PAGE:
iStock/Thinkstock(NEW YORK) — Addiction has taken an immeasurable toll on millions of American families. Over the past several years, there has been a sharp increase in drug overdoses deaths in the midst of a growing opioid epidemic. Experts and public officials have tried to determine who is responsible and what can be done.
The Trump administration declared the crisis a “national public health emergency” in 2017.
A number of states have passed bills to fight the epidemic in their own states. Florida governor Rick Scott did just that this past spring, in a state that has seen over a dozen people killed each day by opioids alone.
Other organizations are creatively trying to combat the crisis and the disease of addiction in different ways.
Paul Pellinger is the co-founder and Chief Strategy Officer of Recovery Unplugged, an addiction treatment center in Florida that has several locations around the US. He recently spoke to ABC News about how the center employs music to help those combatting addiction.
Pellinger is a certified counselor and has been working to fight addiction since 1989. He believes many professionals experience difficulty helping their clients understand their own emotions and the underlying issues that may have led to their addiction. He has found music helps create a safe space for clients to identify with others and discover their emotions. The hope is this personal discovery will help them develop empathy for themselves and their journeys as they work to combat their disease.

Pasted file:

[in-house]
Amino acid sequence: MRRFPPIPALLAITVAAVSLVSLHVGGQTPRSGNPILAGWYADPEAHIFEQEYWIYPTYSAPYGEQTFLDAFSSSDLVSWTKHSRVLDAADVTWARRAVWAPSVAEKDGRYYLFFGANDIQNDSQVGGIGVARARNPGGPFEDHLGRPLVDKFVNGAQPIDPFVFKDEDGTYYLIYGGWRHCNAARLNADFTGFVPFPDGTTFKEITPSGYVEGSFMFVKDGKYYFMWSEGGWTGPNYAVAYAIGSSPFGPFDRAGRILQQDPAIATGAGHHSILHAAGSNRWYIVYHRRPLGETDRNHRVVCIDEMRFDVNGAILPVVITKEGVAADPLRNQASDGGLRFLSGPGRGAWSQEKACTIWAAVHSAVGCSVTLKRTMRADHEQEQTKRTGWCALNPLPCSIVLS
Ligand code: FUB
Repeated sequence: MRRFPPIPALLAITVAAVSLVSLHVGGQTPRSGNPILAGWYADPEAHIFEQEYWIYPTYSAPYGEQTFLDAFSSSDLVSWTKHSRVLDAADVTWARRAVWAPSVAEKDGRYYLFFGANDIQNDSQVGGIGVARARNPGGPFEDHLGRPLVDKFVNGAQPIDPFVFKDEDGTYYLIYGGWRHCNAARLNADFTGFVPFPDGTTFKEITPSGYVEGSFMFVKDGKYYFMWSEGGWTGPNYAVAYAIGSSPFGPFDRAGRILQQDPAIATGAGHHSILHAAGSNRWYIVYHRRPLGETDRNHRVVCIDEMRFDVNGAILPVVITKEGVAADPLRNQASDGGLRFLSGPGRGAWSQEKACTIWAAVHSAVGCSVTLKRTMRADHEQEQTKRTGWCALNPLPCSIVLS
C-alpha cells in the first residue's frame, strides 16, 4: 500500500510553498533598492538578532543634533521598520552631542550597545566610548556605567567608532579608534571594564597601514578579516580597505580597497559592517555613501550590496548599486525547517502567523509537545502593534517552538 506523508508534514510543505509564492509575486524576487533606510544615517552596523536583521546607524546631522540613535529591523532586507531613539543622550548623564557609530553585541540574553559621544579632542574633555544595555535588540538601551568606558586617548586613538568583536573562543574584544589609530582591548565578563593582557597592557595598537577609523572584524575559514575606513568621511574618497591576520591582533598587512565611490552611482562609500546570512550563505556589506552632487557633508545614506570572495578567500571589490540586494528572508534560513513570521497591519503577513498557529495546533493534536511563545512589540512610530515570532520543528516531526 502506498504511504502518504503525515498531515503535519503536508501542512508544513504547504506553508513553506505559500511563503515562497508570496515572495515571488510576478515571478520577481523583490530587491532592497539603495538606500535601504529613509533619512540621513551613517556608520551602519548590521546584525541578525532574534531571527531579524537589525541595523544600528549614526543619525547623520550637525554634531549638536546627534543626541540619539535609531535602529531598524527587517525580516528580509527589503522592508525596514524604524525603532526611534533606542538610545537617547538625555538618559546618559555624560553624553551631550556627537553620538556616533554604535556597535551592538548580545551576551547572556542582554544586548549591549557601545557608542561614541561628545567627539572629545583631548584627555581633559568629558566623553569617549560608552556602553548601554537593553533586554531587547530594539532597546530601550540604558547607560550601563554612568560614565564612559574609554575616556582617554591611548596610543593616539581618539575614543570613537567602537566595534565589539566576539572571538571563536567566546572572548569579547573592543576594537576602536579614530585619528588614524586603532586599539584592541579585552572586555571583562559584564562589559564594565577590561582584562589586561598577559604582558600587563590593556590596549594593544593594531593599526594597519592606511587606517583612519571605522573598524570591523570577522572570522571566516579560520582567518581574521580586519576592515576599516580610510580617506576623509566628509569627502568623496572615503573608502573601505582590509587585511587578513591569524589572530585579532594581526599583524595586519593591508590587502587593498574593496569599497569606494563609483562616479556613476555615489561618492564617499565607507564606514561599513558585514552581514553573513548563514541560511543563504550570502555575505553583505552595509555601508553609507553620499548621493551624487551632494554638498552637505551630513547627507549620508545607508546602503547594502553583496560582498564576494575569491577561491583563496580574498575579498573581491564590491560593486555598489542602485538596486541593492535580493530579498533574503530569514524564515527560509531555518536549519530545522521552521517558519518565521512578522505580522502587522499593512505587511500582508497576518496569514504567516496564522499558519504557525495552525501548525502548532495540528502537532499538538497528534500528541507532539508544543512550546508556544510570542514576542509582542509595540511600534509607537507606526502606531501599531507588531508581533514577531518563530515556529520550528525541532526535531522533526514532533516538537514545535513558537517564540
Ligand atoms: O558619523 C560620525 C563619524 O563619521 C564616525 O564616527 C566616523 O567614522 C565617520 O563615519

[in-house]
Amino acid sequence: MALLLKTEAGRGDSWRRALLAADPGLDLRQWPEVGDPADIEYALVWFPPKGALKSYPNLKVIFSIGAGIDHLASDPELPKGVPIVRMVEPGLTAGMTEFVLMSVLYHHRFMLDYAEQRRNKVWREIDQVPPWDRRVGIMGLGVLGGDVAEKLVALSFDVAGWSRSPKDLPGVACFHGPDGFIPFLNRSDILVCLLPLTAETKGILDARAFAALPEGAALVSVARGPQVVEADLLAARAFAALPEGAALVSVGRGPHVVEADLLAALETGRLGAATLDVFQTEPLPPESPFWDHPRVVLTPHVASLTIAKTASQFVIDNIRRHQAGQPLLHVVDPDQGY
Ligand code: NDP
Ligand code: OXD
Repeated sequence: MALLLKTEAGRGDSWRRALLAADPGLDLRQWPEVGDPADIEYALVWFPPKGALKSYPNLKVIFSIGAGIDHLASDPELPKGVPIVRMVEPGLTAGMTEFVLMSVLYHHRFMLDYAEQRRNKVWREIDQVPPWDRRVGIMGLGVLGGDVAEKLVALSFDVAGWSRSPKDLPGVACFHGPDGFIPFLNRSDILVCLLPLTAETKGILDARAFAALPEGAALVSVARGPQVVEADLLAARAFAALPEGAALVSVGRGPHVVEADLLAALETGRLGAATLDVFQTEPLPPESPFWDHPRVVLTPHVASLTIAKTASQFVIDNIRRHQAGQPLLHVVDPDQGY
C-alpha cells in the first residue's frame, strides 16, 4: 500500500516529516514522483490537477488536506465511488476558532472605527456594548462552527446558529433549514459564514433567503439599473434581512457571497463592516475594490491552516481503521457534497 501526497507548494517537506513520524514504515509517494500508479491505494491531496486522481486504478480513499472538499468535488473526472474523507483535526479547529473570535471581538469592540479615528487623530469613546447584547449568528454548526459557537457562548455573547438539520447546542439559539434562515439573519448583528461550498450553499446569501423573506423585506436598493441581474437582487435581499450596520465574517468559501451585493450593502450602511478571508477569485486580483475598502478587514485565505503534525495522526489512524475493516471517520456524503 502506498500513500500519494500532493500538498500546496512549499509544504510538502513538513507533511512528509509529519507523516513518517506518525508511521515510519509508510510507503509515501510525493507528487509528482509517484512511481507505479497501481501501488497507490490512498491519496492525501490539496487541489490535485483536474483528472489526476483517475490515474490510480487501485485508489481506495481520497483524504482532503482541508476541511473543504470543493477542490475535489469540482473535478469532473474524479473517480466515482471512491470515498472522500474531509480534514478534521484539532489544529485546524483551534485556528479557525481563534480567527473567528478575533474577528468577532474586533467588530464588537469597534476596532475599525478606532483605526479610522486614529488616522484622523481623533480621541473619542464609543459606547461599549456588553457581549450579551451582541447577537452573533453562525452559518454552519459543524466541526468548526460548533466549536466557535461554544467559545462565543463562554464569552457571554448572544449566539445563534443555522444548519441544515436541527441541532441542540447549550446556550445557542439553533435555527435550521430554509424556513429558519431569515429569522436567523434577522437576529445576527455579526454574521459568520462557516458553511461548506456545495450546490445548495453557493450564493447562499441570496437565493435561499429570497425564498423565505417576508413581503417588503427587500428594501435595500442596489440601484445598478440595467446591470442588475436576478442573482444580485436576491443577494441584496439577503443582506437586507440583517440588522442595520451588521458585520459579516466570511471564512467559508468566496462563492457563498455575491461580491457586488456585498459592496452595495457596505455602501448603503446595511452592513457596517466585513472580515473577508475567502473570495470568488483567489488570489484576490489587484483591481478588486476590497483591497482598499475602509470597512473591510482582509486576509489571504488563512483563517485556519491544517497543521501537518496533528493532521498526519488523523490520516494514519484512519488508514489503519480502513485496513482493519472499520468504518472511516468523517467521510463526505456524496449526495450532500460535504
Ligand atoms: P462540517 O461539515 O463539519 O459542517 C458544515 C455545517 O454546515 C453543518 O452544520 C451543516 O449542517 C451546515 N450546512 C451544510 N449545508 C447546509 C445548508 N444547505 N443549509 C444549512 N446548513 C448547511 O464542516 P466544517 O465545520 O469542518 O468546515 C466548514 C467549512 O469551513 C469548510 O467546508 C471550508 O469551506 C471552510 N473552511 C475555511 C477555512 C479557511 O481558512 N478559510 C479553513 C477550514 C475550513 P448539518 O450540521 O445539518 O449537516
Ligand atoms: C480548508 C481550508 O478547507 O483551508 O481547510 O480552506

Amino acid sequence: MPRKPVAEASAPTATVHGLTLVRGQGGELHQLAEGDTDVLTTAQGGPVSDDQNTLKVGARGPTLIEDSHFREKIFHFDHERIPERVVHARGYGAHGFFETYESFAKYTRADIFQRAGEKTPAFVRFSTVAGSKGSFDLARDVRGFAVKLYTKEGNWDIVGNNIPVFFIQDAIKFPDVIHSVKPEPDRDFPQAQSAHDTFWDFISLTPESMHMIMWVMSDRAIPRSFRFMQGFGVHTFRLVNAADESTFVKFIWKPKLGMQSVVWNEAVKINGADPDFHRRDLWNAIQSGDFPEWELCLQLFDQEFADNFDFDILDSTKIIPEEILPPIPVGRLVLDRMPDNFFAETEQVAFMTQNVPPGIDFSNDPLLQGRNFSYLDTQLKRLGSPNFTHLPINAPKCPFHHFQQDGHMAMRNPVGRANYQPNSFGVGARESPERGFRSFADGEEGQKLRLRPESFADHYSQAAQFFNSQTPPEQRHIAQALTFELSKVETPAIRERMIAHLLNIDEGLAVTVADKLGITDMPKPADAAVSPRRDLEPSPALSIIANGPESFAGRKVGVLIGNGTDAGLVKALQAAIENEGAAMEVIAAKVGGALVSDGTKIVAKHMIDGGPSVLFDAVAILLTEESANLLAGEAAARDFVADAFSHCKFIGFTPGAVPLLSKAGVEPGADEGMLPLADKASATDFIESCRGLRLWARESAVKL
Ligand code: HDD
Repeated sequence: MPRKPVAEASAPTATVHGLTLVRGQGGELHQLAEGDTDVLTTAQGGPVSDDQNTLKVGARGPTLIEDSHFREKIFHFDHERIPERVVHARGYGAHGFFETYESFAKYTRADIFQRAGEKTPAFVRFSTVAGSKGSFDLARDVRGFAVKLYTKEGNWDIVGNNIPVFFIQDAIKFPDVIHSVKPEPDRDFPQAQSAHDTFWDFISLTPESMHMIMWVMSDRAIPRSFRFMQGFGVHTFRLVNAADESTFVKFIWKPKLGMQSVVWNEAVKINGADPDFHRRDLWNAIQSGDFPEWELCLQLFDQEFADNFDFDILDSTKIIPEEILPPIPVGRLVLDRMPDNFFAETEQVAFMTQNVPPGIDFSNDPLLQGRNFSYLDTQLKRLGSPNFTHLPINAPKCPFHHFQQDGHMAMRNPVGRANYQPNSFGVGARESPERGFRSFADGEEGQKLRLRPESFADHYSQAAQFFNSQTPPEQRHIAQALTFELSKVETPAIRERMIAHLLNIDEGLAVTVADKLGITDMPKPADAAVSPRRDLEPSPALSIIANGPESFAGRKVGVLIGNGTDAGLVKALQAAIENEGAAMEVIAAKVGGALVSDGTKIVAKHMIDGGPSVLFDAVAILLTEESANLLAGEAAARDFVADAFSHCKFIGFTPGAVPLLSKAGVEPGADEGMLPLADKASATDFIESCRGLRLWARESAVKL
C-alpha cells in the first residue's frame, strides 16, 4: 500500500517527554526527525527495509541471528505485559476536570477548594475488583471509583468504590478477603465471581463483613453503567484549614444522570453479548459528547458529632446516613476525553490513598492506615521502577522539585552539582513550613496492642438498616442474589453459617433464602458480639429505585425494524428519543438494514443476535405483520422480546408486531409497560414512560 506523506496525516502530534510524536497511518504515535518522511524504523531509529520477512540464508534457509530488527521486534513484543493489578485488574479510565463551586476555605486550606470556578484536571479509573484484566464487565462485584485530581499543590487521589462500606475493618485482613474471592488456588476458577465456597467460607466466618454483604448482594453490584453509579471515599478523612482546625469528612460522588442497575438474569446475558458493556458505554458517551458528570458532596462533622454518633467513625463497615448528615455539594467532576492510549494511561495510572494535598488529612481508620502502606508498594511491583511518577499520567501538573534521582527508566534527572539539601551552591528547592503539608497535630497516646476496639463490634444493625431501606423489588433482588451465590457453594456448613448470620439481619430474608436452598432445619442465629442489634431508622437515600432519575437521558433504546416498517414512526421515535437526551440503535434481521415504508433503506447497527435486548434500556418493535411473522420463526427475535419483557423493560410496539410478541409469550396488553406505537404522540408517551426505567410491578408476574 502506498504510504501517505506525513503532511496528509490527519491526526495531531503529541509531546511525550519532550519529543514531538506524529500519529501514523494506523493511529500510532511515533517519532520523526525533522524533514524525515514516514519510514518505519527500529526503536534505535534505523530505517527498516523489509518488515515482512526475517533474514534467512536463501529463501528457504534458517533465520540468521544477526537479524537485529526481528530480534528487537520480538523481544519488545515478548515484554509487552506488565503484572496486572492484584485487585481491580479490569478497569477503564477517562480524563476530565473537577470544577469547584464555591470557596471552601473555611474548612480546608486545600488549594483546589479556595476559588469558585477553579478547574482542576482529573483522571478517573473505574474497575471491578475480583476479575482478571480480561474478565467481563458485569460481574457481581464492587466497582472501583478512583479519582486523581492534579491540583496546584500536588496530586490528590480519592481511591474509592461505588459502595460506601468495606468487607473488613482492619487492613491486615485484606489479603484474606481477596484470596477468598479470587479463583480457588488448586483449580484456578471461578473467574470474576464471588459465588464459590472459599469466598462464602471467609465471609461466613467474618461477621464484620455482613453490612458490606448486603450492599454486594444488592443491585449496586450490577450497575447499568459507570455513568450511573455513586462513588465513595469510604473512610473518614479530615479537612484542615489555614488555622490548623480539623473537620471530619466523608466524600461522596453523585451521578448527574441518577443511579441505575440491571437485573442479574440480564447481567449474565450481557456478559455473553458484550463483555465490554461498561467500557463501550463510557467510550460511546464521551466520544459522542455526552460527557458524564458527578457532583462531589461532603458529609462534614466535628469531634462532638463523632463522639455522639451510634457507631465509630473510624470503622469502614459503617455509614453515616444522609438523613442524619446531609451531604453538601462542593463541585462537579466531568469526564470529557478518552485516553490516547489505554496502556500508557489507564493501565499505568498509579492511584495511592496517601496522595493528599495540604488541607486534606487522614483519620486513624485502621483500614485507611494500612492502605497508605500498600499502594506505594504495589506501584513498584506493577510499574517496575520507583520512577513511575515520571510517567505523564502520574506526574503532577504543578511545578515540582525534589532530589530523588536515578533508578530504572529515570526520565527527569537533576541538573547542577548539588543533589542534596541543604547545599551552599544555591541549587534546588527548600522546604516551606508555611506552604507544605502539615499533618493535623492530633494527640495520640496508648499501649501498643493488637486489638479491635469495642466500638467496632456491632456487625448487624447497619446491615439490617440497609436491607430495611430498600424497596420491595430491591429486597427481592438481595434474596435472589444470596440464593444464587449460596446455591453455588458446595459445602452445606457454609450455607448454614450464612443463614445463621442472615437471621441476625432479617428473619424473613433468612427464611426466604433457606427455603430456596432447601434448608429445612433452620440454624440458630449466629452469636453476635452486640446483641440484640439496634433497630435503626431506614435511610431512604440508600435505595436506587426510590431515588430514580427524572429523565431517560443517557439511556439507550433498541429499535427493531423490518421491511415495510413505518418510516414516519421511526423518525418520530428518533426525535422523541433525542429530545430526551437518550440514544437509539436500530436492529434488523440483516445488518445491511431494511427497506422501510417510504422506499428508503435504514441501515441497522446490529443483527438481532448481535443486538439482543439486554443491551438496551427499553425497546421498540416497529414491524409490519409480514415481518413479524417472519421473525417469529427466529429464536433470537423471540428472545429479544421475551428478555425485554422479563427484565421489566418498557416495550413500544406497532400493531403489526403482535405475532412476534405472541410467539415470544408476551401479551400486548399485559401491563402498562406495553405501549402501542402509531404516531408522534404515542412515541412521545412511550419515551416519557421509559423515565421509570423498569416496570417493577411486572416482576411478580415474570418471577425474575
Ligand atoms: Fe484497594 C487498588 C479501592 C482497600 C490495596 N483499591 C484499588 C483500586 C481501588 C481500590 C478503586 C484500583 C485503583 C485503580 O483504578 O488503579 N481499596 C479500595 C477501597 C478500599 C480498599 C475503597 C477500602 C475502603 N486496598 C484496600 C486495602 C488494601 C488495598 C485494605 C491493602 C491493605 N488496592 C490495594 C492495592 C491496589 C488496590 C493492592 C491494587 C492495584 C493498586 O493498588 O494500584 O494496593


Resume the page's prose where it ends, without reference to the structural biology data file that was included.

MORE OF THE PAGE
Since the center opened six years ago, Recovery Unplugged has used music to help engage clients with “existing evidenced based [mental health treatment] models”.
Pellinger discussed one client, who he picked up shortly after the person completed a prison sentence. He was not comfortable opening up to Pellinger, but once he heard Marshall Tucker Band’s “Can’t You See” started playing on the radio in their car, his demeanor changed:
“This was one of the last songs I remember hearing before I went to prison,” he told me…. Then he broke down crying. ‘This song became a catalyst for emotion with him,’ I remember thinking. I could have spent hours with this guy, asking good, open-ended questions like I was taught to do as a clinician and never got him to emote like a three minute song could. So I realized then, ‘There’s got to be a way to harness this.”
Pellinger now incorporates music and song lyrics into sessions with clients. Recovery Unplugged will introduce clients to positive songs about recovery or addiction, with the goal of creating a sense of empathy and understanding to show their clients they are not alone in their recovery and there is hope.
“My goal was to establish a rapport with the clients, break down their defenses, help them learn new perceptions… and I realized that’s what music can do,” says Pellinger.
Long term, Recovery Unplugged hopes to “break the cycle of addiction for decades to come.” Pellinger believes, in the short term, the center will “save lives through the power of this new music approach.”
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